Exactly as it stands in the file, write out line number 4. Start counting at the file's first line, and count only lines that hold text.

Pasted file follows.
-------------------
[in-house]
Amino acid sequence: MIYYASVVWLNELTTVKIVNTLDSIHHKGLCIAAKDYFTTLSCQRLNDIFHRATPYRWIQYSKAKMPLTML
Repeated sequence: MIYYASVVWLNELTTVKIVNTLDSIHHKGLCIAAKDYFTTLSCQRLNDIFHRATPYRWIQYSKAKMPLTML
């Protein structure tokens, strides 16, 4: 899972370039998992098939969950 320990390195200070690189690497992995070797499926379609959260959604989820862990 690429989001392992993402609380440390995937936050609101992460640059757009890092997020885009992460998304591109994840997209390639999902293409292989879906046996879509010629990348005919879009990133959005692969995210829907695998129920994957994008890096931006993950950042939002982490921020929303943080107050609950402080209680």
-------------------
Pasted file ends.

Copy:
């Protein structure tokens, strides 16, 4: 899972370039998992098939969950 320990390195200070690189690497992995070797499926379609959260959604989820862990 690429989001392992993402609380440390995937936050609101992460640059757009890092997020885009992460998304591109994840997209390639999902293409292989879906046996879509010629990348005919879009990133959005692969995210829907695998129920994957994008890096931006993950950042939002982490921020929303943080107050609950402080209680």